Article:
Two years ago, three people from Georgia, one from Florida, and two from Canada all fell seriously ill with botulism after consuming Bolthouse Farms carrot juice that was likely not properly refrigerated, Reuters reports.Â One patient died within three months and two patients remain on ventilators today.Â According to Reuters,Â the other three received ventilator […]
Two years ago, three people from Georgia, one from Florida, and two from Canada all fell seriously ill with <"https://www.yourlawyer.com/practice_areas/food_poisoning">botulism after consuming Bolthouse Farms carrot juice that was likely not properly refrigerated, Reuters reports.Â One patient died within three months and two patients remain on ventilators today.Â According to Reuters,Â the other three received ventilator treatment for a period of 54, 90, and 129 days, respectively.Â Of the five survivors, two are at home, two are in rehabilitation centers, and one remains hospitalized.
Dr. Anandi N. Sheth from the Centers for Disease Control and Prevention (CDC) and colleagues, said that the subsequent investigation revealed that Clostridium botulinum likely developed as a result of inadequate refrigeration, said Reuters.Â According to investigators writing in the journal Clinical Infectious Diseases, “This investigation demonstrates that carrot juice and other processed foods with no natural barriers to C. botulinum germination require additional chemical or thermal barriers.â€
While three of the victims drank from the same bottle, the other illnesses originated from different bottles with different lot numbers.Â In all the cases, it seemed as if inadequate refrigeration played an important role in the productsâ€™ contamination with the botulinim bacteria.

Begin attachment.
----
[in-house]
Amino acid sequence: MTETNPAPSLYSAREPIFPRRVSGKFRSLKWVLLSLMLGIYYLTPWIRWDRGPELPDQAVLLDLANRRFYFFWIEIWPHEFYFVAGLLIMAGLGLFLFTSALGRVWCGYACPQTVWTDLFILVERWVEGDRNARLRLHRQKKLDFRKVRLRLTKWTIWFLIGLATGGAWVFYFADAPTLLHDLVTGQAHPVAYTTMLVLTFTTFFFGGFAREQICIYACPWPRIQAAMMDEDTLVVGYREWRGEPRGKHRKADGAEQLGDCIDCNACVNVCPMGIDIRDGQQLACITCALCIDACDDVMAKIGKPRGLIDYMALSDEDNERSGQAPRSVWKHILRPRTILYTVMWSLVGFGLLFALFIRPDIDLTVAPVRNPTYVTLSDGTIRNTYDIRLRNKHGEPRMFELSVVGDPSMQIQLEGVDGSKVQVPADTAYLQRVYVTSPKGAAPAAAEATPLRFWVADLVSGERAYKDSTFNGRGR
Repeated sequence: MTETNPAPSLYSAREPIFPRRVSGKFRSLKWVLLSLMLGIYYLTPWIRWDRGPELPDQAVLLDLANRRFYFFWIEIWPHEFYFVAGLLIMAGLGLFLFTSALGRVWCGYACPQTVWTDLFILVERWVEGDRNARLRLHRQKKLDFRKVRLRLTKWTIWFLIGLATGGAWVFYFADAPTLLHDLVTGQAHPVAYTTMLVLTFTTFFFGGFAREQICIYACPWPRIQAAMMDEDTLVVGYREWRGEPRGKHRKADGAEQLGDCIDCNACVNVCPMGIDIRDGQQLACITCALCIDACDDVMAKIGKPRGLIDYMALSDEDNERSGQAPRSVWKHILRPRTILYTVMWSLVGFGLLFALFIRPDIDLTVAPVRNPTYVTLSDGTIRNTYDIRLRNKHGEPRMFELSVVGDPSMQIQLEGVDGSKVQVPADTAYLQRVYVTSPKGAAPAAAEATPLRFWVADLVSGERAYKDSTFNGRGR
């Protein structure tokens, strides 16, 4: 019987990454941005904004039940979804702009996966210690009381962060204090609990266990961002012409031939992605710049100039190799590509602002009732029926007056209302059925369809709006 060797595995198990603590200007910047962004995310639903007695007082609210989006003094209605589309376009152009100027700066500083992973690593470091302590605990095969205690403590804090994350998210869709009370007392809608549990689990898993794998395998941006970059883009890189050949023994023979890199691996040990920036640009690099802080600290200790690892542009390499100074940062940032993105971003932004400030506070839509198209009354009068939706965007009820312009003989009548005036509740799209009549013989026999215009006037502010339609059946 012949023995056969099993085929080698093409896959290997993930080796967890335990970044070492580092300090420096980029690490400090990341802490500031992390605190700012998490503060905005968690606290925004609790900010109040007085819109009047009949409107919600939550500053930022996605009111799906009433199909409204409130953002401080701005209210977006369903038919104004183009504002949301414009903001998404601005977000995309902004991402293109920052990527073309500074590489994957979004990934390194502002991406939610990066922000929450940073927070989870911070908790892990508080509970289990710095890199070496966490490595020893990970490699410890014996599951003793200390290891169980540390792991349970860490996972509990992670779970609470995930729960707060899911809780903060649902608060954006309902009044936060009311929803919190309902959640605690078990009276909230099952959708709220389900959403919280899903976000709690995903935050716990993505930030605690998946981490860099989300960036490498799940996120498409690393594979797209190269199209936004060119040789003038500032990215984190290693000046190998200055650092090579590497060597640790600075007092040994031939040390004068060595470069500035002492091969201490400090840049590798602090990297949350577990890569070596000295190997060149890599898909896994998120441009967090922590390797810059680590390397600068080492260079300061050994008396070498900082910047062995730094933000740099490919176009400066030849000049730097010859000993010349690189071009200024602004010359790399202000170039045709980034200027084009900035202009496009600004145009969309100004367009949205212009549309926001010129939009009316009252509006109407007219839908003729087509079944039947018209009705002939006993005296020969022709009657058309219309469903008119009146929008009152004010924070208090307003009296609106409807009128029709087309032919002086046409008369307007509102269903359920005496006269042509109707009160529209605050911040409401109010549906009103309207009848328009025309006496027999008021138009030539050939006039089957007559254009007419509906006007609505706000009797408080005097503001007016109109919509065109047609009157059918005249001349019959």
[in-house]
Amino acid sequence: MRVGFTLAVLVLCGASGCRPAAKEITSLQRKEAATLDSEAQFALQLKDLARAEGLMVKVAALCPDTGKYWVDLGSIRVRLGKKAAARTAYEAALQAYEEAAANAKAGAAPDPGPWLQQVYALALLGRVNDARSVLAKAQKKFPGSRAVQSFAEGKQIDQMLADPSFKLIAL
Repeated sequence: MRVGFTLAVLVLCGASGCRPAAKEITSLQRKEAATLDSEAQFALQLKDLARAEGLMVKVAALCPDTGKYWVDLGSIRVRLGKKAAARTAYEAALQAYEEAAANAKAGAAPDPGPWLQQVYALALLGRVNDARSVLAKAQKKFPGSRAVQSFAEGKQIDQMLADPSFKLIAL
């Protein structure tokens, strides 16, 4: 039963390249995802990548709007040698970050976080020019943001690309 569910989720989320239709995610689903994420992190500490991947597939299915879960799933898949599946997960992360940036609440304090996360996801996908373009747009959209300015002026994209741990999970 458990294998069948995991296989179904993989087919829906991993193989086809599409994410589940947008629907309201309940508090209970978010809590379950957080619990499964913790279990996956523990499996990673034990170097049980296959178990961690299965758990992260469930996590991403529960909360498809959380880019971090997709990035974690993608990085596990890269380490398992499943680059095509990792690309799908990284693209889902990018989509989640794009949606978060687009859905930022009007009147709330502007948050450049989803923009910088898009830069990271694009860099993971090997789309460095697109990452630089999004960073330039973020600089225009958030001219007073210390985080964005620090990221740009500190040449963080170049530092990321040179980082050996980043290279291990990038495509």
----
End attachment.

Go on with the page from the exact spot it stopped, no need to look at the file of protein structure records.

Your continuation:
Now, the Food & Drug Administration (FDA) is looking into adding acidification to carrot juice processing procedures. According to Reuters, in June 2007, the FDA modified its guidance for refrigerated low-acid juices to recommend adding a validated juice-treatment method, such as acidification or appropriate thermal treatment, to decrease the risk of C. botulinum contamination, should any breaches in refrigeration occur,
Such acidification methods have been adopted in previous food borne botulism outbreaks.Â For example, following a 1985 outbreak, the FDA enhanced its rules to require â€œgarlic-in-oil products contain an acidifying agent such as phosphoric or citric acid,â€ said the CDC.
Meanwhile, FoodNavigator-USA.com is reporting that the FDA hasÂ issued a consumer advisory statement, in which it warns consumers about keeping all carrot juiceâ€”pasteurized or notâ€”properly refrigerated and noted that the FDA is also investigating current labeling on such juices.
“Botulism is such a potentially serious illness, we want to remind consumers that it is critical to refrigerate carrot juice for safety.Â Consumers should not keep carrot juice unrefrigerated.Â Inadequate refrigeration of carrot juice allows botulinum spores to multiply to the level at which they can cause illness,” FoodNavigator quoted Dr. Robert Brackett, director of FDA’s Center for Food Safety and Applied Nutrition (CFSAN), told the website.
Clostridium botulinumâ€”a nerve toxinâ€”can cause botulism, a serious, sometimes fatal paralytic illness characterized by blurred vision, drooping eyelids, muscle weakness, slurred speech, and difficulty swallowing.Â Botulism can cause paralysis and leads to death in about eight percent of cases.Â If not treated properly, botulism can paralyze breathing muscles, and victims can spend months on hospital ventilators until the botulism toxin is out of their system.